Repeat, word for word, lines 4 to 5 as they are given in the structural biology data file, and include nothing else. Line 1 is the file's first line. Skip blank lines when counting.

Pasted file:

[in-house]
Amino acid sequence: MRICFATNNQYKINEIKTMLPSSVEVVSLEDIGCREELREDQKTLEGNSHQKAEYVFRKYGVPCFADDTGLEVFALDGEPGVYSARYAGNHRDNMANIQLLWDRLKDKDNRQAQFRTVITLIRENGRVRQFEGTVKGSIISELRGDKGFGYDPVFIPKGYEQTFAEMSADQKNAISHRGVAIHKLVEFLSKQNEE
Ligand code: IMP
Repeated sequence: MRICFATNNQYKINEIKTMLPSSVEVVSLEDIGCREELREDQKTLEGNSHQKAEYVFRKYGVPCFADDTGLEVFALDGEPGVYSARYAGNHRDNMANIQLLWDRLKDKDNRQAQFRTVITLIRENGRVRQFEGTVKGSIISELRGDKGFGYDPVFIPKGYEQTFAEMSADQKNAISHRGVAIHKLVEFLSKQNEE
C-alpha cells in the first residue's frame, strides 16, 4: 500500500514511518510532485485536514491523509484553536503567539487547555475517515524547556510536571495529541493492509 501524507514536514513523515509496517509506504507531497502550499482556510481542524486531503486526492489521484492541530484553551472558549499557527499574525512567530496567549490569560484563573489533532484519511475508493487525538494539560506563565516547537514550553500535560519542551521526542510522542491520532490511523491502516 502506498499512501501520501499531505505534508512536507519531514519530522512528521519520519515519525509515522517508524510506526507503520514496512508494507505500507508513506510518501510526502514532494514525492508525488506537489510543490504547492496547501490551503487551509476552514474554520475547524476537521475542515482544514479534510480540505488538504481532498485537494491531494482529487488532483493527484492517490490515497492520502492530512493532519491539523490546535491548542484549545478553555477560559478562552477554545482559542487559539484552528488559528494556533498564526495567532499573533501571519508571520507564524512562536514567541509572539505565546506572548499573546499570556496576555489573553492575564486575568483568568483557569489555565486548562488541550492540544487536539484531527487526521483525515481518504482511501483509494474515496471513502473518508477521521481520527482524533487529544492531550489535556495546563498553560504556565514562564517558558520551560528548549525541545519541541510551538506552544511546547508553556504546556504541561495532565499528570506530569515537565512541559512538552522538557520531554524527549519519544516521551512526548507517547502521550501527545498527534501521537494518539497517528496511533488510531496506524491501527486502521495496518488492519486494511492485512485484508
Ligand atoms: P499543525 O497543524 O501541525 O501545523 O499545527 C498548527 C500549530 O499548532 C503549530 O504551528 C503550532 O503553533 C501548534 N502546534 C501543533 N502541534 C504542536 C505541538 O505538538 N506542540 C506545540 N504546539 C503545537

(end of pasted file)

Repeated sequence: MRICFATNNQYKINEIKTMLPSSVEVVSLEDIGCREELREDQKTLEGNSHQKAEYVFRKYGVPCFADDTGLEVFALDGEPGVYSARYAGNHRDNMANIQLLWDRLKDKDNRQAQFRTVITLIRENGRVRQFEGTVKGSIISELRGDKGFGYDPVFIPKGYEQTFAEMSADQKNAISHRGVAIHKLVEFLSKQNEE
C-alpha cells in the first residue's frame, strides 16, 4: 500500500514511518510532485485536514491523509484553536503567539487547555475517515524547556510536571495529541493492509 501524507514536514513523515509496517509506504507531497502550499482556510481542524486531503486526492489521484492541530484553551472558549499557527499574525512567530496567549490569560484563573489533532484519511475508493487525538494539560506563565516547537514550553500535560519542551521526542510522542491520532490511523491502516 502506498499512501501520501499531505505534508512536507519531514519530522512528521519520519515519525509515522517508524510506526507503520514496512508494507505500507508513506510518501510526502514532494514525492508525488506537489510543490504547492496547501490551503487551509476552514474554520475547524476537521475542515482544514479534510480540505488538504481532498485537494491531494482529487488532483493527484492517490490515497492520502492530512493532519491539523490546535491548542484549545478553555477560559478562552477554545482559542487559539484552528488559528494556533498564526495567532499573533501571519508571520507564524512562536514567541509572539505565546506572548499573546499570556496576555489573553492575564486575568483568568483557569489555565486548562488541550492540544487536539484531527487526521483525515481518504482511501483509494474515496471513502473518508477521521481520527482524533487529544492531550489535556495546563498553560504556565514562564517558558520551560528548549525541545519541541510551538506552544511546547508553556504546556504541561495532565499528570506530569515537565512541559512538552522538557520531554524527549519519544516521551512526548507517547502521550501527545498527534501521537494518539497517528496511533488510531496506524491501527486502521495496518488492519486494511492485512485484508